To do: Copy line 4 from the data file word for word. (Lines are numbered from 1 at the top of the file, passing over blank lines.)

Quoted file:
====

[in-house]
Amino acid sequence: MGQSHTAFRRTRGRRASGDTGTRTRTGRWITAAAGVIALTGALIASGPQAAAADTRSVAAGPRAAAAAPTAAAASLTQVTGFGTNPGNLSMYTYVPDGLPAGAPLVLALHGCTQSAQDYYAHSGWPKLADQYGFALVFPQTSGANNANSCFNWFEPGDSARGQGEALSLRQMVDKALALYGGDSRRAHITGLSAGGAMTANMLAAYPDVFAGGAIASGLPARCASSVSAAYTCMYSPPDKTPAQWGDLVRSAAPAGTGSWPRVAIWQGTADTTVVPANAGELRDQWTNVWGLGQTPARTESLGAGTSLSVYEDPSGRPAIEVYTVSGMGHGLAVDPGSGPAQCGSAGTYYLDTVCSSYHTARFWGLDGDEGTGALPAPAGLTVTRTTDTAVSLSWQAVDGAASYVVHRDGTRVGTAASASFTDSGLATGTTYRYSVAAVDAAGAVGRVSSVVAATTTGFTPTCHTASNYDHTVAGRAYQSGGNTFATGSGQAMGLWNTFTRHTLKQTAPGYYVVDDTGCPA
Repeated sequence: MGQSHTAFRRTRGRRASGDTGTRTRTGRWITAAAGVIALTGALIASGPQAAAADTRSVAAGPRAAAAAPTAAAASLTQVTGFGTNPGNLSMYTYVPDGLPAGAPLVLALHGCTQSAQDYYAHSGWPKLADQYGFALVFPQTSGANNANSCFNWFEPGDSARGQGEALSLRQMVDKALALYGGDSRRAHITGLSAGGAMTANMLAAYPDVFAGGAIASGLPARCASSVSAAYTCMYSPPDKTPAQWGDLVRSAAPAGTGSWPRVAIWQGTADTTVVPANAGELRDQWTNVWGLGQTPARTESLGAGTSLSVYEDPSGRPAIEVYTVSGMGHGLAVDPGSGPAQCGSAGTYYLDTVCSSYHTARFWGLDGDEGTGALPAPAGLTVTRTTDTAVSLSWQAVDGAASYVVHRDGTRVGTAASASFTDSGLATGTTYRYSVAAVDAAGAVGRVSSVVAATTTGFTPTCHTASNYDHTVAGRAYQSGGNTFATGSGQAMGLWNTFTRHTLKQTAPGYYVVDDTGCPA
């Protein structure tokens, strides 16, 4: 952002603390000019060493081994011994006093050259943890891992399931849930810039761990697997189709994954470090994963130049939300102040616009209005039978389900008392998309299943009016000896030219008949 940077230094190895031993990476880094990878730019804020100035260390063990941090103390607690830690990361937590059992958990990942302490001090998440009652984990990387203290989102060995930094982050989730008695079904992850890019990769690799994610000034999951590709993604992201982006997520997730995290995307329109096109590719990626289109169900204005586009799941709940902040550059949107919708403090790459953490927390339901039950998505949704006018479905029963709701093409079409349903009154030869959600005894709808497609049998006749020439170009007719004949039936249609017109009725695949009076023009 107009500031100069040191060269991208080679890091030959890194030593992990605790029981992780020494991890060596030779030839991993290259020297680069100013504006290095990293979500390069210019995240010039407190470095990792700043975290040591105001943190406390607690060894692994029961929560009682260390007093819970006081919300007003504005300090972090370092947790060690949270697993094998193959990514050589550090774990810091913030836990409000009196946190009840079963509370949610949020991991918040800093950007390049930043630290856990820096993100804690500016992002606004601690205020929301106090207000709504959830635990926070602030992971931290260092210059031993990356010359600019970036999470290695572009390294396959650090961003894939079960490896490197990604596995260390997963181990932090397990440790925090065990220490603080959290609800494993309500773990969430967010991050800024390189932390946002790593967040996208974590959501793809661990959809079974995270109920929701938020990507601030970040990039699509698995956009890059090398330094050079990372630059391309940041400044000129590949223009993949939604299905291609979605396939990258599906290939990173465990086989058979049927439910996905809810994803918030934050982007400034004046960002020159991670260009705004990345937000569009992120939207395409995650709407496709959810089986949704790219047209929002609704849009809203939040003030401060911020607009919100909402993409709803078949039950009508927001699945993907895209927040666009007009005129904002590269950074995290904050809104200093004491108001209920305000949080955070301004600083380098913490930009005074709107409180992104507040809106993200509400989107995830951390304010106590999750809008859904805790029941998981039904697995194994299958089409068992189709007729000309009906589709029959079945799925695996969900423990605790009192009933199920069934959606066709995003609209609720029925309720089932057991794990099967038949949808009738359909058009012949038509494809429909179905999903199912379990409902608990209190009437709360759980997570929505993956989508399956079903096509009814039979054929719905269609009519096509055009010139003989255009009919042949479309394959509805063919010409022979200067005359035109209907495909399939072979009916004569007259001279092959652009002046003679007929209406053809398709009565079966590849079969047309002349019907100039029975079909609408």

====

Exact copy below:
């Protein structure tokens, strides 16, 4: 952002603390000019060493081994011994006093050259943890891992399931849930810039761990697997189709994954470090994963130049939300102040616009209005039978389900008392998309299943009016000896030219008949 940077230094190895031993990476880094990878730019804020100035260390063990941090103390607690830690990361937590059992958990990942302490001090998440009652984990990387203290989102060995930094982050989730008695079904992850890019990769690799994610000034999951590709993604992201982006997520997730995290995307329109096109590719990626289109169900204005586009799941709940902040550059949107919708403090790459953490927390339901039950998505949704006018479905029963709701093409079409349903009154030869959600005894709808497609049998006749020439170009007719004949039936249609017109009725695949009076023009 107009500031100069040191060269991208080679890091030959890194030593992990605790029981992780020494991890060596030779030839991993290259020297680069100013504006290095990293979500390069210019995240010039407190470095990792700043975290040591105001943190406390607690060894692994029961929560009682260390007093819970006081919300007003504005300090972090370092947790060690949270697993094998193959990514050589550090774990810091913030836990409000009196946190009840079963509370949610949020991991918040800093950007390049930043630290856990820096993100804690500016992002606004601690205020929301106090207000709504959830635990926070602030992971931290260092210059031993990356010359600019970036999470290695572009390294396959650090961003894939079960490896490197990604596995260390997963181990932090397990440790925090065990220490603080959290609800494993309500773990969430967010991050800024390189932390946002790593967040996208974590959501793809661990959809079974995270109920929701938020990507601030970040990039699509698995956009890059090398330094050079990372630059391309940041400044000129590949223009993949939604299905291609979605396939990258599906290939990173465990086989058979049927439910996905809810994803918030934050982007400034004046960002020159991670260009705004990345937000569009992120939207395409995650709407496709959810089986949704790219047209929002609704849009809203939040003030401060911020607009919100909402993409709803078949039950009508927001699945993907895209927040666009007009005129904002590269950074995290904050809104200093004491108001209920305000949080955070301004600083380098913490930009005074709107409180992104507040809106993200509400989107995830951390304010106590999750809008859904805790029941998981039904697995194994299958089409068992189709007729000309009906589709029959079945799925695996969900423990605790009192009933199920069934959606066709995003609209609720029925309720089932057991794990099967038949949808009738359909058009012949038509494809429909179905999903199912379990409902608990209190009437709360759980997570929505993956989508399956079903096509009814039979054929719905269609009519096509055009010139003989255009009919042949479309394959509805063919010409022979200067005359035109209907495909399939072979009916004569007259001279092959652009002046003679007929209406053809398709009565079966590849079969047309002349019907100039029975079909609408």